A podcast with Rolf De Heer, director of Bad Boy Bubby, The Tracker, and The Quiet Room

By Adam Lippe

Here’s a podcast with Australian director Rolf De Heer. It was originally recorded in August of 2008 and there was even an unedited and intro-free version on the site before. I’ve cleaned it up significantly, trimming 20 minutes and tightening it up to the point where it flows considerably better than it did before. Now since it was one of my very first podcasts, the sound quality is not terrific, as it was recorded using an analog recorder on an incoming overseas call from Australia. However, it’s entirely listenable, if anything, the fact that it is analog makes Rolf sound less robotic and tinny than if I were using a digital recorder on a cell phone.

Those unfamiliar with Rolf’s work would benefit from seeing his films, but will not be utterly in the dark, and will be amused by hearing about how Rolf’s directing career started by accident, having to deal with Miramax and Harvey Weinstein during its film butchering heyday, and how your movie can become anachronistic while you’re making it.

Speaking of anachronistic, some of my comments about the availability of two of Rolf’s films, Incident at Raven’s Gate and his director’s version of Epsilon, have happily become dated, as there were two 6 disc Australian box sets of Rolf’s films released in 2009. Those sets were also the first time that Tale of a Tiger and Dance Me to My Song were ever released on DVD.

The podcast is below:

Download the full interview.
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Now on DVD and Blu-Ray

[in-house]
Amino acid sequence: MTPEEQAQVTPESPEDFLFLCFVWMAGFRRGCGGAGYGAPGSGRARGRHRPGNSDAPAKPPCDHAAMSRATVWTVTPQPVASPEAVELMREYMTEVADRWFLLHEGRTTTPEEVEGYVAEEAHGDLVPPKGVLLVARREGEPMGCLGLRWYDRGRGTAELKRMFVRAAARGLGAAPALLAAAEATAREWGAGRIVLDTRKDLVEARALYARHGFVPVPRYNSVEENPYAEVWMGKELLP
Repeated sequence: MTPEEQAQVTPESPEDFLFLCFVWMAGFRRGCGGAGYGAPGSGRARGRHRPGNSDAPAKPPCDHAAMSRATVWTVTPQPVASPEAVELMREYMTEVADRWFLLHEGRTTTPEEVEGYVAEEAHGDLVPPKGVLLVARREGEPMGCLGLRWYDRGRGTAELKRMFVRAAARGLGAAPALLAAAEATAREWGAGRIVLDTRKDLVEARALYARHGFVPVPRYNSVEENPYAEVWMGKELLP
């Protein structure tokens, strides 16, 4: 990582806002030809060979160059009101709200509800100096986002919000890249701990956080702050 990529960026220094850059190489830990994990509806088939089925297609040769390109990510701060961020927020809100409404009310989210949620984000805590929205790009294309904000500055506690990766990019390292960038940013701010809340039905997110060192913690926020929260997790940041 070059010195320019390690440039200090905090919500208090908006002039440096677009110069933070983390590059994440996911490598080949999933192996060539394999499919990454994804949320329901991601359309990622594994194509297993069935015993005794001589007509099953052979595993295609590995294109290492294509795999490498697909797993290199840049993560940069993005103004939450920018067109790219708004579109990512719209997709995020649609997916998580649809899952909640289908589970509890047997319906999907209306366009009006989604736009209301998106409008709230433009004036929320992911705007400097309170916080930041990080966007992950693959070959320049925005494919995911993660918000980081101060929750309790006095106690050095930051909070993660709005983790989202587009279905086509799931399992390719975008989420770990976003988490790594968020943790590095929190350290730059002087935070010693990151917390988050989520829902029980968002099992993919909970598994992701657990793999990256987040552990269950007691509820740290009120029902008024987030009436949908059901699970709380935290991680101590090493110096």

Roadracers

By Adam Lippe

Whenever there’s a genre parody or ode to a specific era of films, such as Black Dynamite’s mocking of Blaxploitation films or Quentin Tarantino’s Death Proof, the second half of Grindhouse, the danger is that the film might fall into the trap of either being condescending without any particular insight, or so faithful that it becomes the very flawed thing it is emulating.

Black Dynamite has nothing new to say about Blaxploitation films, it just does a decent job of copying what an inept [...]


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Featured Quote (written by me)

On Cold Fish:

Though the 16 year old me described the 1994 weepie Angie, starring Geena Davis as a Brooklyn mother raising her new baby alone, as “maudlin and melodramatic,” Roger Ebert, during his TV review, referring to the multitude of soap-operaish problems piling up on the titular character, suggested that it was only in Hollywood where Angie would get a happy ending. “If they made this movie in France, Angie would have shot herself.”

Well Cold Fish was made in Japan, where Angie would have shot herself and that would have been the happy ending.